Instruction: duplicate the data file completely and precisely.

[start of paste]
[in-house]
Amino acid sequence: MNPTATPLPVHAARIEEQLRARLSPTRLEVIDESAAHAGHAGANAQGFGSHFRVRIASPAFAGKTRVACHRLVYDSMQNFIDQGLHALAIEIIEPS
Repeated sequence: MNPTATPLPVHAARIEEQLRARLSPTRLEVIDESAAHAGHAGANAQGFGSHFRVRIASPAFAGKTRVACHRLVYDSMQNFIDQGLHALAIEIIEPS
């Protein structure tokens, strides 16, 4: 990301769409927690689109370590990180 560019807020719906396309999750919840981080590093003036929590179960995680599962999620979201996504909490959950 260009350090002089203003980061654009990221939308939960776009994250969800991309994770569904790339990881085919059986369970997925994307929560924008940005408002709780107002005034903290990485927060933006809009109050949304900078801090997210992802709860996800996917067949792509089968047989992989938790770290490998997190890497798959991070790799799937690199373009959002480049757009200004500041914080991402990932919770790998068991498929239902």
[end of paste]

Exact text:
[in-house]
Amino acid sequence: MNPTATPLPVHAARIEEQLRARLSPTRLEVIDESAAHAGHAGANAQGFGSHFRVRIASPAFAGKTRVACHRLVYDSMQNFIDQGLHALAIEIIEPS
Repeated sequence: MNPTATPLPVHAARIEEQLRARLSPTRLEVIDESAAHAGHAGANAQGFGSHFRVRIASPAFAGKTRVACHRLVYDSMQNFIDQGLHALAIEIIEPS
């Protein structure tokens, strides 16, 4: 990301769409927690689109370590990180 560019807020719906396309999750919840981080590093003036929590179960995680599962999620979201996504909490959950 260009350090002089203003980061654009990221939308939960776009994250969800991309994770569904790339990881085919059986369970997925994307929560924008940005408002709780107002005034903290990485927060933006809009109050949304900078801090997210992802709860996800996917067949792509089968047989992989938790770290490998997190890497798959991070790799799937690199373009959002480049757009200004500041914080991402990932919770790998068991498929239902």